Note: After Price Waterhouse and the Civil Rights Act of 1991: Providing Attorney’s fees to Plaintiffs in Mixed Motive Age Discrimination Cases

Volume 3, Issue 2

Nancy L. Lane

The Civil Rights Act of 1991 (CRA) reaffirmed the congressional commitment to oppose discrimination in the workplace. Section 107 of the CRA directly overrules the Supreme Court’s decision in Price Waterhouse v. Hopkins which denied an award of attorney’s fees to an employee plaintiff who proved that her employer considered illegitimate factors in making employment decision. Price Waterhouse is a mixed motive sex discrimination case brought under Title VII of the Civil Rights Act of 1964.

Age Discrimination in Employment Act (ADEA) case law has traditionally followed the judicial model provided by Title VII. Ms. Lane argues that following the Price Waterhouse model in age discrimination suits would undermine the objective of eliminating age-based discrimination in the workplace — the ADEA’s primary goal. In order to achieve the aim of the ADEA, it is imperative that courts grant attorney’s fees to plaintiff who prove their employers improperly consider age in making employment decisions.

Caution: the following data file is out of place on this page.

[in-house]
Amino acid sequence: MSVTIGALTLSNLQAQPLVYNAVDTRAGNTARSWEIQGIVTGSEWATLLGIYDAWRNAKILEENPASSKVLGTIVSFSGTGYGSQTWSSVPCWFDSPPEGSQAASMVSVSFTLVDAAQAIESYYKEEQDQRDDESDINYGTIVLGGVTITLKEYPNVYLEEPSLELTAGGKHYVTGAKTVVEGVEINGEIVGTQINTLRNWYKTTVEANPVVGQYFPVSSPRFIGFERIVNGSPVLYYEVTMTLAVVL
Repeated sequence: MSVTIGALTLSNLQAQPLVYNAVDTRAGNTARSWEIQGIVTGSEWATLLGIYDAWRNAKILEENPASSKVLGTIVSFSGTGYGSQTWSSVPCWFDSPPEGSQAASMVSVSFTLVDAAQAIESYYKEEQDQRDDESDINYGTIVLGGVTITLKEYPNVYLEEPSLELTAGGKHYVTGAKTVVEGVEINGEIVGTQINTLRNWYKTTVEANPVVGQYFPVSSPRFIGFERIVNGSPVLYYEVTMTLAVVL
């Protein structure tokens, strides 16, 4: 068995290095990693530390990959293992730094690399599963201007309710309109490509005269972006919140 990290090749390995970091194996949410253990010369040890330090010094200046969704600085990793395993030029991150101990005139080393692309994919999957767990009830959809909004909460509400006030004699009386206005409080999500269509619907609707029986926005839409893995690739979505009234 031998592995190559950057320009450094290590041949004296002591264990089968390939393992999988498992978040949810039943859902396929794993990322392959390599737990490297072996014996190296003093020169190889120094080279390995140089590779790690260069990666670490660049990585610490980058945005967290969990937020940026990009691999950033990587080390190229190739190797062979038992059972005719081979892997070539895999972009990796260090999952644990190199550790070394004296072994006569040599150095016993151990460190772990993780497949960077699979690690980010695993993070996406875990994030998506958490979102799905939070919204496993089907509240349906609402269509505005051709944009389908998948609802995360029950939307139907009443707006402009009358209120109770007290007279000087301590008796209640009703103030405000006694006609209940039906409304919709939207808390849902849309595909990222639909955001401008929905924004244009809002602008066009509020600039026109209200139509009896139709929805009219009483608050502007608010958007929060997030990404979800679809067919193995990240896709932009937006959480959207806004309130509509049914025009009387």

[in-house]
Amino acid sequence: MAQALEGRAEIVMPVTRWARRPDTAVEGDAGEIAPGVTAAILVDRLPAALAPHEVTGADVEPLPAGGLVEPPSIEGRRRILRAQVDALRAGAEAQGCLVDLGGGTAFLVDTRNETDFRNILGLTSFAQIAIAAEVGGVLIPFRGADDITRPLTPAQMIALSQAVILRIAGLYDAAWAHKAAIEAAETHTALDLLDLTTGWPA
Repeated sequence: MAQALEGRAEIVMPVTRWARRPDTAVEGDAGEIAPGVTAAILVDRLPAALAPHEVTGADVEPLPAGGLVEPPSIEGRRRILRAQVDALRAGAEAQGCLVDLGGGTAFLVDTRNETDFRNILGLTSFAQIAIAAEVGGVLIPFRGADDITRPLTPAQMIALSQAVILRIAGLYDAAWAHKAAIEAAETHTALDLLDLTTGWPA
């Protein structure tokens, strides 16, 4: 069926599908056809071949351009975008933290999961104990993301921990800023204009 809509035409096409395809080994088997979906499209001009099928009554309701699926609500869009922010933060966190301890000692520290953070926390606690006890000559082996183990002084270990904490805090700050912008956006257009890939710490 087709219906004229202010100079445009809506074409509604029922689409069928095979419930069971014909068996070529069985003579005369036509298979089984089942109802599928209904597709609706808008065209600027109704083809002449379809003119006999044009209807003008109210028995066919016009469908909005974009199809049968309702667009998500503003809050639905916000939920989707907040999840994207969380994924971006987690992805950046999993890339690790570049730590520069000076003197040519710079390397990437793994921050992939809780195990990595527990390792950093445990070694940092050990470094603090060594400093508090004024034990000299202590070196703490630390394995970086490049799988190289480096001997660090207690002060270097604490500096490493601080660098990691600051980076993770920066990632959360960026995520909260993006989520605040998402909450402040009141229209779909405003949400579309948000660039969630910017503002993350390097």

The ADEA remedial structure is designed to compensate victims of age discrimination and to deter employers from such discrimination. The award of attorney’s fees is consistent with the congressional and societal interest in eliminating age-based employment discrimination. The ADEA’s statutory language and legislative history supports a liberal construction of its remedial provisions to realize its compensatory and social policy purposes. Thus, because Price Waterhouse allows an employer to avoid liability — and attorney’s fees –when it considers impermissible factors in an employment decision, it should not be followed in ADEA suits.